May Away

At the end of their freshman year, International Scholars study abroad for three weeks with a professor who is affiliated with the International Studies Program. The trips focus on current global issues and provides International Scholars with a more informed perspective on other cultures and people. Funding from the School of Languages, Cultures, and World Affairs  covers the cost of the trip for students, allowing them to study abroad within their first year college and earn Honors college credit upon successful completion of this course. 

 MayAway France

Previous May Away Study Abroad Trips Include:

Student Testimonials

Ghana - 2018 

Two students share their experience traveling around Ghana, Africa. The group began their trip in the capital, Accra, then traveled through the Volta region visiting several villages, and ended the trip in Cape Coast. 

ghanamonkey2.pngMicah Feinstein, '21, is a native of Columbia, SC. He majored in Urban Studies and International Studies.

While in Ghana, we had the fortunate experience of learning about postcolonial development by meeting with scholars and legislators. We learned about the long-lasting and wide-ranging impacts of colonialism and slavery, and we discussed the importance of fair-trade, education, and gender equity in the push for economic development. 

One of my most memorable experiences I had while in Ghana was hiking Mt Afadjato, the highest peak in the country (elevation 2,904 ft). The journey was steep and hot, but a couple of us were able to make it to the top. The view at the top was impressive, as we were able to look out over Ghana and the neighboring country Togo. Our guide was knowledgeable and engaging, and took us to a towering waterfall after we had descended the mountain. I will always remember how good it felt to swim in the waterfall with my fellow International Scholars, and newfound friends, after climbing one of the highest peaks in West Africa.


 International Scholars in Ghana


Ainsley Cook Ainsley Cook, '21 is a native of Suwanee, GA. She majored in International Studies and Hospitality and Tourism Management.  

The trip was very immersive and allowed us to experience so many wonderful things about the Ghanaian culture. I appreciated that we traveled throughout the country to see the beautiful landscape and the differences between rural villages and urban centers. Throughout the trip we participated in many activities such as hiking a waterfall, feeding monkeys, dying batik fabric, visiting an elementary school and two universities and meeting a village chief. We even learned to dance (well we tried). It was such an enriching experience being able to interact with locals and see various aspects of their culture from multiple perspectives.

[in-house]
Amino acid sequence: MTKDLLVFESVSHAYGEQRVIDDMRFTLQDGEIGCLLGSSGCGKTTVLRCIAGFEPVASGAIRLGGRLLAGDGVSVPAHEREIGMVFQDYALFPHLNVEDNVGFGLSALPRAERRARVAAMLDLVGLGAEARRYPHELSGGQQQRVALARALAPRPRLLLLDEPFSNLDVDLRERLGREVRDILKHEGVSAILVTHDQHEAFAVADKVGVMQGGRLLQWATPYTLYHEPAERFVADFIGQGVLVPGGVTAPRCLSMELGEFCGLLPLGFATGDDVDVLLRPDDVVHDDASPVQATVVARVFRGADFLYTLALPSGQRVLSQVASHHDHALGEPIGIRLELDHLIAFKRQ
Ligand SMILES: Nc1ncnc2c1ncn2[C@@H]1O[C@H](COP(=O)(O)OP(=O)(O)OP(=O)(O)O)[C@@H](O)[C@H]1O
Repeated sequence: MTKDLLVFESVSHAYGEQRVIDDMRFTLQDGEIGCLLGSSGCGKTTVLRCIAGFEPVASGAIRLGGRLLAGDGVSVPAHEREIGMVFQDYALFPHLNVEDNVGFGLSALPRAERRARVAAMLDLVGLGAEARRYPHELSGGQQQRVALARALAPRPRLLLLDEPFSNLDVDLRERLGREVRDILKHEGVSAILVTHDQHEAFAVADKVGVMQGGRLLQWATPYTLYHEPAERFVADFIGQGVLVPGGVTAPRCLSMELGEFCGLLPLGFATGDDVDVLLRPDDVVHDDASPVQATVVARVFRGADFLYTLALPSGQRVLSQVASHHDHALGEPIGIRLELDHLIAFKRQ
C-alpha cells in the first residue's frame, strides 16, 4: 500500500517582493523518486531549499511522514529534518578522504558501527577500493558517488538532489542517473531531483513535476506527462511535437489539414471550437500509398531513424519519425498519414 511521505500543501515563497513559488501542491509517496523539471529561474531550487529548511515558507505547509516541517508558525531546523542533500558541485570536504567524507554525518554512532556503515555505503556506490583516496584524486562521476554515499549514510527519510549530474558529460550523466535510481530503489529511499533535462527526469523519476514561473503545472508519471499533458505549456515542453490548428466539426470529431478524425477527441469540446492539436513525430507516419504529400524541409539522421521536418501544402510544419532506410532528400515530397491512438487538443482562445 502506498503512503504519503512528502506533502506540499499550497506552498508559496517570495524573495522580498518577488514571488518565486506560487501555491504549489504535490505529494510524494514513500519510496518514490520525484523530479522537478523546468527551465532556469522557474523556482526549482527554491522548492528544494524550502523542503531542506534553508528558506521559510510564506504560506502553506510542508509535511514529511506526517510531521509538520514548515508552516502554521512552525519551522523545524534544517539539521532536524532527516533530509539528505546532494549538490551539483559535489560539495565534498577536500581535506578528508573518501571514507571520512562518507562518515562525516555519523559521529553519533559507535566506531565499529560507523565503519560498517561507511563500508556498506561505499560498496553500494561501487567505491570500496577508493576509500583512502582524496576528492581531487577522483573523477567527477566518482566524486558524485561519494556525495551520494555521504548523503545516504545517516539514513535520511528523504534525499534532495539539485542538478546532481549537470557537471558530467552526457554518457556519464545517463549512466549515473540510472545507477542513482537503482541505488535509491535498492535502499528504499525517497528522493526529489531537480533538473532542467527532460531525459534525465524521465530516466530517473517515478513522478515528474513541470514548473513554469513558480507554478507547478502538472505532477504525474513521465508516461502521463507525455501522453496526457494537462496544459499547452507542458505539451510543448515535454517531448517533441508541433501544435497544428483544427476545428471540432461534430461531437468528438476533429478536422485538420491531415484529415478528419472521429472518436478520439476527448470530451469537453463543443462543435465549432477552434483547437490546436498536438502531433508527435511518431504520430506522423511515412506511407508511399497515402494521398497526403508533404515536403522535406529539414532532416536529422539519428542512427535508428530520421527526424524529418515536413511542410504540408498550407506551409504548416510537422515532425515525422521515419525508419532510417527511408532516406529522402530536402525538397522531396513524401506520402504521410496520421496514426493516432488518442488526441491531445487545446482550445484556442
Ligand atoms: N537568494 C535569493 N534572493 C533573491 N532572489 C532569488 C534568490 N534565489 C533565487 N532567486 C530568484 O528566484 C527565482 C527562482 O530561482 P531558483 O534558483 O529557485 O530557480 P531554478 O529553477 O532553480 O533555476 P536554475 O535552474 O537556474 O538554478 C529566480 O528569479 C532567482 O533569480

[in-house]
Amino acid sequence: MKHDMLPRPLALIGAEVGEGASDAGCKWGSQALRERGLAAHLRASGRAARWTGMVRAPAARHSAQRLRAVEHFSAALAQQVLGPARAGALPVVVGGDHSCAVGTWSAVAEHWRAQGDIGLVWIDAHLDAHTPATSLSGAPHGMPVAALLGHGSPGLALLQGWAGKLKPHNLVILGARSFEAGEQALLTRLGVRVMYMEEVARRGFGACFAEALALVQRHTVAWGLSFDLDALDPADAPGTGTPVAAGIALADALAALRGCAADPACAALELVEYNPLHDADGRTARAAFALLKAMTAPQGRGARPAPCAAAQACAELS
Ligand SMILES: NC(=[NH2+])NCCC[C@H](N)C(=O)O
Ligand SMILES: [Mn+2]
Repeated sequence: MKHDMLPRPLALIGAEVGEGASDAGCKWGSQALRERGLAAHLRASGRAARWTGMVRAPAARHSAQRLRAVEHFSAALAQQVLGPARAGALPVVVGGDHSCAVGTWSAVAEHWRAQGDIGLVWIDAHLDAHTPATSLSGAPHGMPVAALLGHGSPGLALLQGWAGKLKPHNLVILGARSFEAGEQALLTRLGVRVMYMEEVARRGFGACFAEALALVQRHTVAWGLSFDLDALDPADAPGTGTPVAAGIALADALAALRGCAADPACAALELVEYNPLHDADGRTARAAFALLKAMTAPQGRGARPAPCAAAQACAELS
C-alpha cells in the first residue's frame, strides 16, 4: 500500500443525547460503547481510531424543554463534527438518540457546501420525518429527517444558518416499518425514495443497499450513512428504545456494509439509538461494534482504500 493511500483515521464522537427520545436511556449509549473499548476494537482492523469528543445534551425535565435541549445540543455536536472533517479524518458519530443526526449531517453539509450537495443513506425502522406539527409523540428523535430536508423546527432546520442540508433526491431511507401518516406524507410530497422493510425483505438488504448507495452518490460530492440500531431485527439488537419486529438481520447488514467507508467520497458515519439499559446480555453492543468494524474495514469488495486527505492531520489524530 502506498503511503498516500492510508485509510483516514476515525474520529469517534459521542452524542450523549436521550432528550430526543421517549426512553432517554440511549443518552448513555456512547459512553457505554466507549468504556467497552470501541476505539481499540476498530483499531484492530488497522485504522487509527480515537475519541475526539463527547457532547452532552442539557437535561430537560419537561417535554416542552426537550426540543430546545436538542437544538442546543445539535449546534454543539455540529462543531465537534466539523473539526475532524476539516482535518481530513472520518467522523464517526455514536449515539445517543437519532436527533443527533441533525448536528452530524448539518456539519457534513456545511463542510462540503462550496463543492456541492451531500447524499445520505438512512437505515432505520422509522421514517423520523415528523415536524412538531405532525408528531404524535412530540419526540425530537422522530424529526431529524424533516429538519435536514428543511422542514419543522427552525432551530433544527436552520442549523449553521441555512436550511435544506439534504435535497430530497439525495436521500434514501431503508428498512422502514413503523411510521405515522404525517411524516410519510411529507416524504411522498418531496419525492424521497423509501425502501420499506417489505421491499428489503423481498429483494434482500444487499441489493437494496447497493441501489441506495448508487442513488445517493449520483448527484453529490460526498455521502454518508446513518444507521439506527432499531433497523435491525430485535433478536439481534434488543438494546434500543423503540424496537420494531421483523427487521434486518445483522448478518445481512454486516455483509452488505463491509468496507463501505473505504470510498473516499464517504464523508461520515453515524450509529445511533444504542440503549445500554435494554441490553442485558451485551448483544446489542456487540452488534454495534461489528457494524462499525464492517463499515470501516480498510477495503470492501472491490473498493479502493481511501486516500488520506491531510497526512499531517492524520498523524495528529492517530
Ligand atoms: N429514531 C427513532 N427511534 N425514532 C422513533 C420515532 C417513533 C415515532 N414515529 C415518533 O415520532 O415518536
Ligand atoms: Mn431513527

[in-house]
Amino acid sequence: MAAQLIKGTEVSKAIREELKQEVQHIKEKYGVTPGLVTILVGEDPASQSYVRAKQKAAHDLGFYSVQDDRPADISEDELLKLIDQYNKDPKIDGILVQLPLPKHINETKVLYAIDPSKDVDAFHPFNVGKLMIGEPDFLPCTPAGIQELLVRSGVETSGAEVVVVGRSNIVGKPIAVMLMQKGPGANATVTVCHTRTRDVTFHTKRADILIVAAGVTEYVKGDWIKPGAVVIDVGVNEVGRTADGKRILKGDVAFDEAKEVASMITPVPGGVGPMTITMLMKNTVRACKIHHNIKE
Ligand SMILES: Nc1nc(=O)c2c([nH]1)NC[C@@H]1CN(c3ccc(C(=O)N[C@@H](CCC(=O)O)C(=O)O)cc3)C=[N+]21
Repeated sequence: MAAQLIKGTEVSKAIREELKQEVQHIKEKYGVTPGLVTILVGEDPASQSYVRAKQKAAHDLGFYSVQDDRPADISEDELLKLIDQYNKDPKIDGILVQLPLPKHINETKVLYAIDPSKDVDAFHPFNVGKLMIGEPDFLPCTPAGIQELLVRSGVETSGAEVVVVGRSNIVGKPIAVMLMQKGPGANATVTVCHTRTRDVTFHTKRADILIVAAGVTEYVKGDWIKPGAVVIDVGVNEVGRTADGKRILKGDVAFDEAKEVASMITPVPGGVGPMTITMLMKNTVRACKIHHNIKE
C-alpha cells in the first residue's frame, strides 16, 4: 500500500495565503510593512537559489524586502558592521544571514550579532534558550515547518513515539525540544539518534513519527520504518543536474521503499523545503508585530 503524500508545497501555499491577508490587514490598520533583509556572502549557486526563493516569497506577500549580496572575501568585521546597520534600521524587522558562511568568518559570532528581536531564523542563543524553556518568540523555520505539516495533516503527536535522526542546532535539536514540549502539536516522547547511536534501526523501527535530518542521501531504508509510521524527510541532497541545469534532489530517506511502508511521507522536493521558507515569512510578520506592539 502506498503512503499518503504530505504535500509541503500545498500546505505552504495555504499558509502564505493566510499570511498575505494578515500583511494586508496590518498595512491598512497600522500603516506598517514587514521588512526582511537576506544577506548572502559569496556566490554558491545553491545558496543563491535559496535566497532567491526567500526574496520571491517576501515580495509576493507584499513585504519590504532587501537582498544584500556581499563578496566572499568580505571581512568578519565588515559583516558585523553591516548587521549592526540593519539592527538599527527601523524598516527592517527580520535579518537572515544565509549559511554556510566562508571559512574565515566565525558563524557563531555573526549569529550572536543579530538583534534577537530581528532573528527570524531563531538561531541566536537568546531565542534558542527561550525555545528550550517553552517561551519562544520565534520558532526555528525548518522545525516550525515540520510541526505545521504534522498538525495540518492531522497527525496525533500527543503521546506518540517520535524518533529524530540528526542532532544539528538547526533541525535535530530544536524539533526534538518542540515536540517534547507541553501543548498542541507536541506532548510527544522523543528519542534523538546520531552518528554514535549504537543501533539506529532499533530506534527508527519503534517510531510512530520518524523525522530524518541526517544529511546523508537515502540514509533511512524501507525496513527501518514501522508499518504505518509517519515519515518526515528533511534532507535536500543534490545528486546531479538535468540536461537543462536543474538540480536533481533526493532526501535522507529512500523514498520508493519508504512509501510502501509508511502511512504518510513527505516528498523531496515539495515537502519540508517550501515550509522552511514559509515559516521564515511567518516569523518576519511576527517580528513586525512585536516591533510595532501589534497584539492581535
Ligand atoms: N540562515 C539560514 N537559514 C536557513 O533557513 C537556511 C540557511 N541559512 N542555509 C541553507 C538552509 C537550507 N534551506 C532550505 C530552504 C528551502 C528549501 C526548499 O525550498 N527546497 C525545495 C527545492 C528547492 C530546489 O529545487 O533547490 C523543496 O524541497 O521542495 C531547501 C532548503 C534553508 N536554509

One of the focuses throughout the trip was the development of democracy in Ghana post colonialism. This brought to light the cultural influences of colonialism that can still be seen today, such as having English as their official language. We were able to see how these influences mixed with indigenous African culture and how Ghanaians are keeping their traditions alive.

The most impactful experience I had was visiting the Cape Coast Castle. It is a fort build on the coast of Ghana where slaves were held before taking them overseas. This was a major port for the exportation of slaves and visiting the site allowed us to see the conditions these people were forced to live in. It was a harrowing and somber experience to say the least. One of the things that struck me the most was that many of the slaves taken from that port were brought straight to Charleston. It was surreal to be standing in the dungeon they were held in, knowing I’d be going home to the where they were taken and subjected to more horrific conditions. This experience made me reflect on the atrocities of the slave trade and really put things in perspective.


Traveling to India - 2015 

AnnsleyAnnsley Banks '18, is a native of Fort Mill, South Carolina  She double-majored in Religious Studies and International Studies with a concentration in Asian Studies. While at CofC she was involved in the College's Global Awareness Forum. Read more of Annsley's writings on the Global Awareness Blog.

In May of 2015, I had the indescribable experience of traveling to India as part of an International Scholars May Away. Our group of ten traveled to India to learn about the country’s history and culture through interaction and observation. However, I quickly realized that I was learning so much more than what the program detailed. With every experience and monument came so much more than the textbook knowledge.

I learned about dedication at the Taj Mahal, built as a promise between a husband and wife which
took twenty-two years to complete. I learned about strength when I met the five women who run Sheroe’s Hangout, a café to support other survivors of acid attacks such as themselves. I learned about respect in the temples of northern India, where hushed tones and bare feet are expected and reverence is constantly given.  

Mostly, I learned about the value of one’s culture. With every step I took and every glance I made, the culture and tradition of India was evident. The streets are mesmerizing as you walk them. Women walk past in brilliantly colored sarees, while vendors sell ceremonial flowers and sweet fruits. Here and there, cows pass by or simply lounge by the road, often painted with decorative patterns in bright reds and oranges. In the midday heat, clusters of men and boys played cricket enthusiastically. Most of all, people embraced their culture throughout everything they did, whether it was traditional or modern. I admire the people for their dedication to their culture and heritage, and I am truly thankful to have been able to experience that culture.


ISP India 2015